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Remicade infusion therapy is used to treat Crohn’s disease, ulcerative colitis and rheumatoid arthritis. Remicade (infliximab) helps decrease inflammation associated with inflammatory bowel disease and rheumatoid arthritis. For Crohn’s disease, Remicade can help decrease symptoms and achieve remission in patients who have not had success with other medical therapies.
Remicade is injected into a vein, called infusion. When patients begin receiving Remicade, they usually are prescribed treatments at two weeks and six weeks after the first infusion, then typically every eight weeks after that. Each infusion takes about three to four hours. Infusions can be done on an outpatient basis at a Norton Infusion Center
Remicade is a very potent drug that has potential side effects. These can occur during or after the infusion. Severe infections, including tuberculosis, pneumonia and sepsis, have been reported in patients taking Remicade. Tell your doctor if you have had or have been exposed to tuberculosis. Testing for tuberculosis generally is done before starting treatment with Remicade.
Patients with heart failure generally should not be treated with Remicade. Tell your physician if you have shortness of breath or new swelling of your ankles or feet. Rare reports of liver injury, blood disorders, lymphoma and other cancers, as well as neurologic disease, have occurred in patients receiving Remicade.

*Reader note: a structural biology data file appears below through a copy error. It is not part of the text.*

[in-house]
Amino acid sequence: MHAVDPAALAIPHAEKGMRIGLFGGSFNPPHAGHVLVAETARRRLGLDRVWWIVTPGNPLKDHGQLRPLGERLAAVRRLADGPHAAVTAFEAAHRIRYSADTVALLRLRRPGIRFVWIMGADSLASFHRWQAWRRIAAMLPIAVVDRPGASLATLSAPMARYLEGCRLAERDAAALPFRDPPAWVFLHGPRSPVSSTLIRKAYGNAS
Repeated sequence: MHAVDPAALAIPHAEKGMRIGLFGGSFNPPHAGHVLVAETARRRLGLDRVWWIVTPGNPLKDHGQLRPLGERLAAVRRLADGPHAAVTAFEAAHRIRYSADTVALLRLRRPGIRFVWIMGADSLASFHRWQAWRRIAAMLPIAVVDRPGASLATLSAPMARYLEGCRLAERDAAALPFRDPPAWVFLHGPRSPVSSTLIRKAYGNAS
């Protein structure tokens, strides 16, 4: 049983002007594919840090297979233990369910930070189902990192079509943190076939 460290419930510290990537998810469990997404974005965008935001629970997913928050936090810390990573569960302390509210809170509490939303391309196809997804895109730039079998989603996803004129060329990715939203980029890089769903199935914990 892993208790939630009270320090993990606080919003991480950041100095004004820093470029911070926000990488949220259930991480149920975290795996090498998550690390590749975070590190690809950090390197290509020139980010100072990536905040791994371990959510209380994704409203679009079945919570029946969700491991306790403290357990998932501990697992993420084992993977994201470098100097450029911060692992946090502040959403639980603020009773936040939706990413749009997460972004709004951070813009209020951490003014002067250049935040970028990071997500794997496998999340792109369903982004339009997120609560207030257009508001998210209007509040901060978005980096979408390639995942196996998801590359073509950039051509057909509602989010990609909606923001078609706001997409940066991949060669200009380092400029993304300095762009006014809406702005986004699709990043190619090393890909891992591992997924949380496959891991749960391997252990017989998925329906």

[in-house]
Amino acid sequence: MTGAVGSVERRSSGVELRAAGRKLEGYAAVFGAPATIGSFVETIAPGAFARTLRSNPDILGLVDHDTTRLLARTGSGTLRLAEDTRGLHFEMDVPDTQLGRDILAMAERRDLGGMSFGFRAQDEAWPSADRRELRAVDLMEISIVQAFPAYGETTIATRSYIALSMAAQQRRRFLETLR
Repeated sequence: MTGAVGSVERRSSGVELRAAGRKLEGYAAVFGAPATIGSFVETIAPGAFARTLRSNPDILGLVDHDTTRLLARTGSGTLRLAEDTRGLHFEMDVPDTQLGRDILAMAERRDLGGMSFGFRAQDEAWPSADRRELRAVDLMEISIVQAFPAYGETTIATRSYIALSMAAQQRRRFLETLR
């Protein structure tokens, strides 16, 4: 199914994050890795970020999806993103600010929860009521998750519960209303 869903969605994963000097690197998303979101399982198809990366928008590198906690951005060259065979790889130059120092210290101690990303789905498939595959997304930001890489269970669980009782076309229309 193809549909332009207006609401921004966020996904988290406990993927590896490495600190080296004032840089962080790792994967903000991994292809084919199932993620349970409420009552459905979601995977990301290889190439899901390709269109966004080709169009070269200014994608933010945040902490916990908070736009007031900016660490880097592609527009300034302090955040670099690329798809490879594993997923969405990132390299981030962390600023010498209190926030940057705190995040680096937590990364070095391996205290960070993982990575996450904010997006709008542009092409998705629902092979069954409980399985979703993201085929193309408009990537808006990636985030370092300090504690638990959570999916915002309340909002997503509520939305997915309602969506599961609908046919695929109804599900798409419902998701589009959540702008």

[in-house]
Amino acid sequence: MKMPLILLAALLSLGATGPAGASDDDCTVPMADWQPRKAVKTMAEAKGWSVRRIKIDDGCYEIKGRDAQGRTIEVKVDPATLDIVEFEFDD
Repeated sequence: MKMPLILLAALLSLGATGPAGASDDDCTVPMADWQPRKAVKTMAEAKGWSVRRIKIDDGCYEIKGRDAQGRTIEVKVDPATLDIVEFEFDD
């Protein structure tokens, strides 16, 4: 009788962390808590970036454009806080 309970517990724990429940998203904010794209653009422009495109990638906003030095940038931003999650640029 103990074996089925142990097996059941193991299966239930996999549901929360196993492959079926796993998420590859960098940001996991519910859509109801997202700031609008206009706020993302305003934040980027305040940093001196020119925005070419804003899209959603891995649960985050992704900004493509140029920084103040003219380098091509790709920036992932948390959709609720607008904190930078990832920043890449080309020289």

Allergic reactions to the protein in Remicade also can occur. Read important safety information at remicade.com.
Reactions can occur during the Remicade infusion. Symptoms include fever, chest pain, heart palpitations, sweating, nausea, flushing, itching, changes in blood pressure and difficulty breathing.
These reactions usually go away by slowing the rate of infusion or taking acetaminophen, antihistamines, steroids and/or epinephrine. Your physician may recommend specific medications prior to your next infusion to decrease the chance of having another reaction.
Reactions can occur after the Remicade infusion. Symptoms generally include muscle or joint aches, itching, rash, fever and fatigue.
These symptoms can be relieved by taking acetaminophen, antihistamines and/or steroids. If you experience these symptoms after your infusion, your physician may recommend specific medications prior to your next infusion to decrease the chance of having a delayed reaction.
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